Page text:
http://en.wikipedia.org/wiki/Renewable_energy_in_Germany
    That's 30% of it's renewable generation, not 30% of it's generation.

    Which is how I read your post [I appreciate you could read it either way]

    And I would note that Germany still has significantly greater CO2 emission's
    at greater cost than France with it's ~80% nuclear power.
  4. 10 Feb '15 12:20
    To grow a tree thus collecting CO2 from the atmosphere, and then burn it releasing the same amount of CO2 into the atmosphere, cannot ever be carbon negative! It can at most neutral, nothing more.
  5. 10 Feb '15 13:36
    Originally posted by FabianFnas
    To grow a tree thus collecting CO2 from the atmosphere, and then burn it releasing the same amount of CO2 into the atmosphere, cannot ever be carbon negative! It can at most neutral, nothing more.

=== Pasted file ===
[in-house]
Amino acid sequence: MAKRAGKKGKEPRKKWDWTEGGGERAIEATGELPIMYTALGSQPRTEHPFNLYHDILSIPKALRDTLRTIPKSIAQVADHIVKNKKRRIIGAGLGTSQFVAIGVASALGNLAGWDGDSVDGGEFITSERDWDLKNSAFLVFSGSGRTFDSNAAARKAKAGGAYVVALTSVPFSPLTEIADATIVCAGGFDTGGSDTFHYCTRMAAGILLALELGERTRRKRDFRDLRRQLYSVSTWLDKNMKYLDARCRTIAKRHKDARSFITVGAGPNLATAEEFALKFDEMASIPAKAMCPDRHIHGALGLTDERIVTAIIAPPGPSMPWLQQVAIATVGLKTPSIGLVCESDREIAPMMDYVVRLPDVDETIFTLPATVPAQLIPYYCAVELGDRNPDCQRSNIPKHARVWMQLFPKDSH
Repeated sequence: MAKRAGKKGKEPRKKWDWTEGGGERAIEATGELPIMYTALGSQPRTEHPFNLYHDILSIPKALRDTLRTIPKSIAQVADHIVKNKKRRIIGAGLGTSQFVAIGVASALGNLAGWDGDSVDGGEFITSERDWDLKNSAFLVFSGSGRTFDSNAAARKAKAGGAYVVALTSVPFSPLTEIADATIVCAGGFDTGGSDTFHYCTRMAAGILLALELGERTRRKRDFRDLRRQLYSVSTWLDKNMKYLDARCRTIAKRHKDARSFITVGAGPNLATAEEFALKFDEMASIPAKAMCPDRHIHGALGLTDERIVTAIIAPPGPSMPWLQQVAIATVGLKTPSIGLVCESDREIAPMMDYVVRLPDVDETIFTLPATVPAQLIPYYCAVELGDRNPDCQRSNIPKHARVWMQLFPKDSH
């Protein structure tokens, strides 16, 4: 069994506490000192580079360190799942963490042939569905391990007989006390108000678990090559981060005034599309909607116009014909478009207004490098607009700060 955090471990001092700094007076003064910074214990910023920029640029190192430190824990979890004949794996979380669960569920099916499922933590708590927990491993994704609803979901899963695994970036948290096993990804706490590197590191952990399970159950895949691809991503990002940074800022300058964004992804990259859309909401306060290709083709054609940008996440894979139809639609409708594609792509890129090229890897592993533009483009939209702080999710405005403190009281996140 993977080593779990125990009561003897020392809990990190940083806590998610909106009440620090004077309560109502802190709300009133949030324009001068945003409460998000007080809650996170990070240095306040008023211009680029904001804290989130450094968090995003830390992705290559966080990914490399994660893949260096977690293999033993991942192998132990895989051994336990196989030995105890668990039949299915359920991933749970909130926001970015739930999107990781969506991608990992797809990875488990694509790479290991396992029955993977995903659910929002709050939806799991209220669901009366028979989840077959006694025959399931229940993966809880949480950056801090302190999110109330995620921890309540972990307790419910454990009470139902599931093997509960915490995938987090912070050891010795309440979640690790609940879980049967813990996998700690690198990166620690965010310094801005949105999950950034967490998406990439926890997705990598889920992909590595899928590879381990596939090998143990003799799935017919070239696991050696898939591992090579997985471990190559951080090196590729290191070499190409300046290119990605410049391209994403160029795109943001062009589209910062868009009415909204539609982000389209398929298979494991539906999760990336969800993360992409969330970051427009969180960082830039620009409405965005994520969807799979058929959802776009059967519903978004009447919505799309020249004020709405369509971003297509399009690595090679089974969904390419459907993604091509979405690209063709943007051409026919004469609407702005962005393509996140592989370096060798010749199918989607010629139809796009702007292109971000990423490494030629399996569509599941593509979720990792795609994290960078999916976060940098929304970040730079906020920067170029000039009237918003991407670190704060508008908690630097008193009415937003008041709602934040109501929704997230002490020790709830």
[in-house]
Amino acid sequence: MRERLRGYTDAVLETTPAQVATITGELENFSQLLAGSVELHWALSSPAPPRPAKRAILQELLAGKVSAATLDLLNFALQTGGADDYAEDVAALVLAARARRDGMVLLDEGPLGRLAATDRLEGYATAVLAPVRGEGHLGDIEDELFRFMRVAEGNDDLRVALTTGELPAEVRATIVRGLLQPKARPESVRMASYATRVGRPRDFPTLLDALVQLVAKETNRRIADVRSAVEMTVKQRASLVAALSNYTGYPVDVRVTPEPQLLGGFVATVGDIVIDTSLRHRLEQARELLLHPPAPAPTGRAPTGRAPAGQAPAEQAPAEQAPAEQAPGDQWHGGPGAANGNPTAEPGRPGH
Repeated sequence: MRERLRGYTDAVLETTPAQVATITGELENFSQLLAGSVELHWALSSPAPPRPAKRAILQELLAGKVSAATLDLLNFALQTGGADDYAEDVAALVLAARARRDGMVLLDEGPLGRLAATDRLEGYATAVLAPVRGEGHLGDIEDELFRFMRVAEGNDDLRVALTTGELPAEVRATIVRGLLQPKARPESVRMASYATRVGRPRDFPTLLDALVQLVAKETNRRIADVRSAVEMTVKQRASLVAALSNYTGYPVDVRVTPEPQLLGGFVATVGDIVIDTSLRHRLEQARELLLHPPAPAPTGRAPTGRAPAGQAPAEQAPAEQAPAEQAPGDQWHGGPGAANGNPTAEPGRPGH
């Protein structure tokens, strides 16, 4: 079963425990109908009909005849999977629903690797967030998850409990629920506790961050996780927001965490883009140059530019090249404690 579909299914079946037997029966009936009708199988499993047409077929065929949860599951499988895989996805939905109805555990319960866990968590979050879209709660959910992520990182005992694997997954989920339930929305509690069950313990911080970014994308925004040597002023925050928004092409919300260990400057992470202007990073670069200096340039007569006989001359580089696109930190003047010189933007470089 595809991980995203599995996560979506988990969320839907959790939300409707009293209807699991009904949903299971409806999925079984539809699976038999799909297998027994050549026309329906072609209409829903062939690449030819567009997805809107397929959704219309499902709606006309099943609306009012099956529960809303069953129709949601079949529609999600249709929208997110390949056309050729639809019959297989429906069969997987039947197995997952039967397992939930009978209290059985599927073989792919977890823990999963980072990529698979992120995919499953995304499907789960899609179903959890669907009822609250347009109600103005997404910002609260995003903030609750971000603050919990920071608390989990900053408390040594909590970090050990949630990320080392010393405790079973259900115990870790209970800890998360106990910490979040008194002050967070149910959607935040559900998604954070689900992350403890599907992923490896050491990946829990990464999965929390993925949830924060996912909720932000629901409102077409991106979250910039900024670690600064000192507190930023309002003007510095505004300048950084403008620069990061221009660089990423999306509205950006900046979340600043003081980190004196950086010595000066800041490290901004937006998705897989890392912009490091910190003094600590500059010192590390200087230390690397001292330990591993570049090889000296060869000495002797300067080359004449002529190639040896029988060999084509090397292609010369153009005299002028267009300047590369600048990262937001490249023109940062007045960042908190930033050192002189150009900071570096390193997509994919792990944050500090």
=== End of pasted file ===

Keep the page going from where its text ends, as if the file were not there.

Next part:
It's negative with carbon capture, where you extract the CO2 from the exhaust
    gasses and bury it underground. [Assuming it doesn't leak back out]

    However all current 'commercially viable' [maybe] carbon capture schemes are
    viable only because they use the liquefied CO2 [or dissolved solution thereof]
    to help extract more oil/gas from the ground making more available to burn.
  6. 10 Feb '15 14:48
    Originally posted by humy
    Electricity from biomass with carbon capture could make western US carbon-negative while allowing for some continued but reduced use of fossil fuels:

    http://phys.org/news/2015-02-electricity-biomass-carbon-capture-western.html

    I think this strategy should at least be looked into and considered and it can, of course, always be combined with other measures.